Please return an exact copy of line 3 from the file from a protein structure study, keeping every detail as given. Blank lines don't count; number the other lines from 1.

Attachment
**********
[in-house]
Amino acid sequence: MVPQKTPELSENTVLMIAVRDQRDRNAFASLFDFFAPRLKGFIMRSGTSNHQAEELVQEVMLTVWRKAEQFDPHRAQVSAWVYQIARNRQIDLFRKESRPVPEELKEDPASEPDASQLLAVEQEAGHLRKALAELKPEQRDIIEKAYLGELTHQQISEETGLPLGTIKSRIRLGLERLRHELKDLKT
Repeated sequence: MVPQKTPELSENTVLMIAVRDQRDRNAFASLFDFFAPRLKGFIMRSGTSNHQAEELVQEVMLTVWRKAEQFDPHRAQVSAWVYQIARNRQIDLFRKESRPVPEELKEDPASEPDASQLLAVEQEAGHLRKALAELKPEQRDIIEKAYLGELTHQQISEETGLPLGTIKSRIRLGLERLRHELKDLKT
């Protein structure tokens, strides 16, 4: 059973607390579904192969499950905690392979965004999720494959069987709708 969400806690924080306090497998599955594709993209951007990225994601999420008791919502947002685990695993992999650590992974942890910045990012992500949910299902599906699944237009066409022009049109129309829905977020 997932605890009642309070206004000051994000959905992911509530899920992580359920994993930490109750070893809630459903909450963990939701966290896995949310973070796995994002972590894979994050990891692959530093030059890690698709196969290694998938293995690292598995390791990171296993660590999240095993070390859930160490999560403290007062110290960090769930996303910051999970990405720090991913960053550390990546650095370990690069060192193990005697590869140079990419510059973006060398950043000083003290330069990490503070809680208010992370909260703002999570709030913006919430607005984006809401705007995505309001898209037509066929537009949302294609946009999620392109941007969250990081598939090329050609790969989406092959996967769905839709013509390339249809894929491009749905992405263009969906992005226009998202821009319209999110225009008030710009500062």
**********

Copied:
Repeated sequence: MVPQKTPELSENTVLMIAVRDQRDRNAFASLFDFFAPRLKGFIMRSGTSNHQAEELVQEVMLTVWRKAEQFDPHRAQVSAWVYQIARNRQIDLFRKESRPVPEELKEDPASEPDASQLLAVEQEAGHLRKALAELKPEQRDIIEKAYLGELTHQQISEETGLPLGTIKSRIRLGLERLRHELKDLKT